The rift which caused him 5.1 magnitude earthquake which occurred at 9:42 am Greek time (10:42 am local) in the area of ​​the Gulf of Kios (Gemlik) in the southeastern part of the Sea of ​​Marmara, it is not the same as the one that seismologists expect to produce a major earthquake in Istanbul.

Seismology professor Naci Gyorur, known in Turkey for his constant warnings of an expected major earthquake, said: “The earthquake probably originates from the section of the Zegtinbayi Fault in the Gulf of Kiu (Gemlik). This fault is part of the southern branch of the North Anatolian fault. The southern branch is a slow-moving but accreted fault zone. In the 1999 earthquakes, I guess it lost some of its energy. We are now waiting for the earthquake in the northern sector. I don’t see a problem at the moment, but measures should be taken in Gemlik.”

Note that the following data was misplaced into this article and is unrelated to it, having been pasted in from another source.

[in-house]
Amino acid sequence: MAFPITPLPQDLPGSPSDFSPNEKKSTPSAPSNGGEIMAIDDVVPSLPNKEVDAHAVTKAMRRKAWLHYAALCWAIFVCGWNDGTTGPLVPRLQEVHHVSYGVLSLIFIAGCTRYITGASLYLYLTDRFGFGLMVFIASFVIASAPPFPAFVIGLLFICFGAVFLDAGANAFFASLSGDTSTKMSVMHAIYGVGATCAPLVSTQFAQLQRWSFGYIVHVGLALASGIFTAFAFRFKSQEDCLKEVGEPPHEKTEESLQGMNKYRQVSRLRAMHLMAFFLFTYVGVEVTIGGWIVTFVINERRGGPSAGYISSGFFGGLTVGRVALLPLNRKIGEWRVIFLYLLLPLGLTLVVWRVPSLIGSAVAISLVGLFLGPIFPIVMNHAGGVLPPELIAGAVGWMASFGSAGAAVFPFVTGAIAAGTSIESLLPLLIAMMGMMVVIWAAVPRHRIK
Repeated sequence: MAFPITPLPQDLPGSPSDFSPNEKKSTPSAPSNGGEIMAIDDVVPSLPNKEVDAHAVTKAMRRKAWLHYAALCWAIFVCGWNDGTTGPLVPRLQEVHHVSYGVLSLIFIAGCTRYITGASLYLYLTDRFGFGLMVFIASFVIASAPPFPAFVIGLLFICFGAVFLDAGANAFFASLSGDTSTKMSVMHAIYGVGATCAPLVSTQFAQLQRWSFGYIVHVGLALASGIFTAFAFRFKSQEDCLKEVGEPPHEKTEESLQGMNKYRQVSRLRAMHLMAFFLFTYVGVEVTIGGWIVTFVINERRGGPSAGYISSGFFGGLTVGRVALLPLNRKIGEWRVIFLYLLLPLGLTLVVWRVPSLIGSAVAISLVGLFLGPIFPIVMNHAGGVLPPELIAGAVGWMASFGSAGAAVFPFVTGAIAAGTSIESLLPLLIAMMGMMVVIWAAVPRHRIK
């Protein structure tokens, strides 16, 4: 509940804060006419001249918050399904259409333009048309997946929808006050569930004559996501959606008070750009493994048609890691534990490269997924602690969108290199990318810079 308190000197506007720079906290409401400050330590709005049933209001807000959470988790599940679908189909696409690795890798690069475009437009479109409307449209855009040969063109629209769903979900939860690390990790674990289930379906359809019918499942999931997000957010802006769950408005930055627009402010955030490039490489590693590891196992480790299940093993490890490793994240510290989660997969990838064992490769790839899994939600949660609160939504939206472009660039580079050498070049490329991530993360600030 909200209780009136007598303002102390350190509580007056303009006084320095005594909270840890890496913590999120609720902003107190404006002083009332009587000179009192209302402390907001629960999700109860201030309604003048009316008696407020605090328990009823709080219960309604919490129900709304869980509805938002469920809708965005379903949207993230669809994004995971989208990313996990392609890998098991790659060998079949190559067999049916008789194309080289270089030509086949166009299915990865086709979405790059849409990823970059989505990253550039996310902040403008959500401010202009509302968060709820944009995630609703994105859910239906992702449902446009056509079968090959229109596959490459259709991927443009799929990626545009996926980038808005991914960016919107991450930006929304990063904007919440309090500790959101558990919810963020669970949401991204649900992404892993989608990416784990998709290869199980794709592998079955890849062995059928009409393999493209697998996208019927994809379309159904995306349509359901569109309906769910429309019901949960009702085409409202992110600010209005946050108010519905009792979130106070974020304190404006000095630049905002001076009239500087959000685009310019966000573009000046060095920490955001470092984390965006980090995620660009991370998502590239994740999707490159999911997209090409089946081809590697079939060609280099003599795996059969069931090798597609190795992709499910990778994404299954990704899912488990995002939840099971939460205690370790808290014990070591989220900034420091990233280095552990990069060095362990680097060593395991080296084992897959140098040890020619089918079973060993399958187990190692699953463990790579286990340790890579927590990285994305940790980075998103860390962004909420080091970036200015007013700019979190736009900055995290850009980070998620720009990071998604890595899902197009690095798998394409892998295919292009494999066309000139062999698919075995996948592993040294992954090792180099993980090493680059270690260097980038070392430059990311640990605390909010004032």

The director of the Istanbul Observatory, Haluk Ozener, said at a press conference that “there have been 40 earthquakes so far. The largest aftershock is 3.8 on the Richter scale. Nine of the aftershocks are over 3 on the Richter scale.” He clarified that there are two branches of the fault in Marmaras. This area is an active fault in the Marmaras to the south. According to records, large earthquakes have occurred in this area in the past as well. “We are expecting an earthquake in Marmaras, but this should not mean that every earthquake in Marmaras is this earthquake. About nine earthquakes occur in Marmaras every year,” he said.

There is another fault zone that passes through Gemlik (Chios), south of Lake Nicaea. Earthquakes here can be big,” seismologist Sukru Ersoi told CNN Turk and added that at the moment there are no indications that this earthquake is a harbinger of a larger one to follow.